|Apr-25-12|| ||zydeco: 27.Qg5 is a brave sacrifice that doesn't work. At first, I thought it was a blunder, but I guess Szabo figured that to break through black's position he needed to get rid of the knight. Keres defends nicely.|
|Jun-03-13|| ||zydeco: Am I crazy or is black ahead a clean rook after 39....exf3 40.Qxf3 Bc8 ?|
|Jun-03-13|| ||whiteshark: <zydeco> You're not crazy in this regard, if that answers your question.|
|Jun-03-13|| ||whiteshark: Szabo finished the candidate tourment as shared last with Flohr and Lilienthal, scoring 7/18.|
Boleslawski and Bronstein shared first place with 12 point each.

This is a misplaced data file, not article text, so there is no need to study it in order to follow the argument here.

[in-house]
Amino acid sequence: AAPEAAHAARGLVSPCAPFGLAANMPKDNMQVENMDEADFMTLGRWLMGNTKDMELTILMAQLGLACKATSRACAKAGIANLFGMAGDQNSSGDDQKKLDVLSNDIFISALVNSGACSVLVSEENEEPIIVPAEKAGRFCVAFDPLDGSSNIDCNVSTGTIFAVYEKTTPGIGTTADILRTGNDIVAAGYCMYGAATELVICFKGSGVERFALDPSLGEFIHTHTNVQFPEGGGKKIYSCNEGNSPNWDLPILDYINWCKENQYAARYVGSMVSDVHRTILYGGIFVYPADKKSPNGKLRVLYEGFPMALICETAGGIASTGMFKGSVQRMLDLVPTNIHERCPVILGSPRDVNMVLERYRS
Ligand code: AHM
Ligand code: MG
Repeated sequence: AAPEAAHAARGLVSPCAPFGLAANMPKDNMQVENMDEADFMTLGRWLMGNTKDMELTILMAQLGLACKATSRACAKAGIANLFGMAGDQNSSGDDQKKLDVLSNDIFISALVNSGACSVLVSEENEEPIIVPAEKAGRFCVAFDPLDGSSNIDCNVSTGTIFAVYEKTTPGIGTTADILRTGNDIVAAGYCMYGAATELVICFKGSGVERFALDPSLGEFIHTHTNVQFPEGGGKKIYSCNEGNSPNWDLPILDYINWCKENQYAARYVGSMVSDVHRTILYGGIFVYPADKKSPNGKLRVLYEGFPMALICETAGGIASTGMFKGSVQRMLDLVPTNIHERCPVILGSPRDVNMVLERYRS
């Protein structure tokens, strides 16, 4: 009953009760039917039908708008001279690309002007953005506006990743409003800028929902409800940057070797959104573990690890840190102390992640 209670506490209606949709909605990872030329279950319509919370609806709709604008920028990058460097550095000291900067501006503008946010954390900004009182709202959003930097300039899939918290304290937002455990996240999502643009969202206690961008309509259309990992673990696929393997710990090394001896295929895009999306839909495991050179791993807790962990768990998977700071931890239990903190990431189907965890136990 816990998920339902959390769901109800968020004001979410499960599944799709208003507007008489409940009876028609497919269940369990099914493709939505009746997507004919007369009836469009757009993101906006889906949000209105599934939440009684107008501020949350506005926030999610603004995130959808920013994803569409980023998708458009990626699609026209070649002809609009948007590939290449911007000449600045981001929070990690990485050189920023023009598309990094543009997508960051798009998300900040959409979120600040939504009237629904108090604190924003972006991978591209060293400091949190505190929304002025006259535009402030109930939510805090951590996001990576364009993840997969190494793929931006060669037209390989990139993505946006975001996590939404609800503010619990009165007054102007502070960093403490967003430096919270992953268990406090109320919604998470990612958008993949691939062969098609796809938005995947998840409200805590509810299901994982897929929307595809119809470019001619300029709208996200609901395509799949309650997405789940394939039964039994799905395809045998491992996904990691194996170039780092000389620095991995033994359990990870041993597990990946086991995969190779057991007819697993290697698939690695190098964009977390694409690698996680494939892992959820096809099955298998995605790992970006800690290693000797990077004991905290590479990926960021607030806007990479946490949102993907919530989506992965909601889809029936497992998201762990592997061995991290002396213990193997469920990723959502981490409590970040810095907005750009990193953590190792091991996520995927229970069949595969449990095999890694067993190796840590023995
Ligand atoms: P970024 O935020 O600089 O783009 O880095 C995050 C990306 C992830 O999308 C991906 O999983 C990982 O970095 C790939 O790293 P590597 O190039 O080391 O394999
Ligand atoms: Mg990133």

|Jun-06-13|| ||zydeco: Szabo had finished second in the Interzonal. The Candidates Tournament was in Hungary, on Szabo's home court, and Szabo was close to the peak of his career. He must have been devastated that he did so badly.|
|Jun-06-13|| ||perfidious: Szabo, to his credit, made no claims in the aftermath of any match fixing, unlike a great player in future.|
Of course, qualification from the interzonal stage was all that mattered: the next cycle, Alexander Kotov won at Stockholm with a three-point margin, but was an also-ran in the Candidates.
|Jun-06-13|| ||plang: <perfidious: Szabo, to his credit, made no claims in the aftermath of any match fixing, unlike a great player in future.>|
I don't understand - did somebody accuse him of "match fixing"? Why are you bringing this up?
|Jun-06-13|| ||perfidious: <plang>: One would think the answer to this question fairly obvious: Fischer's controversial article after Curacao.|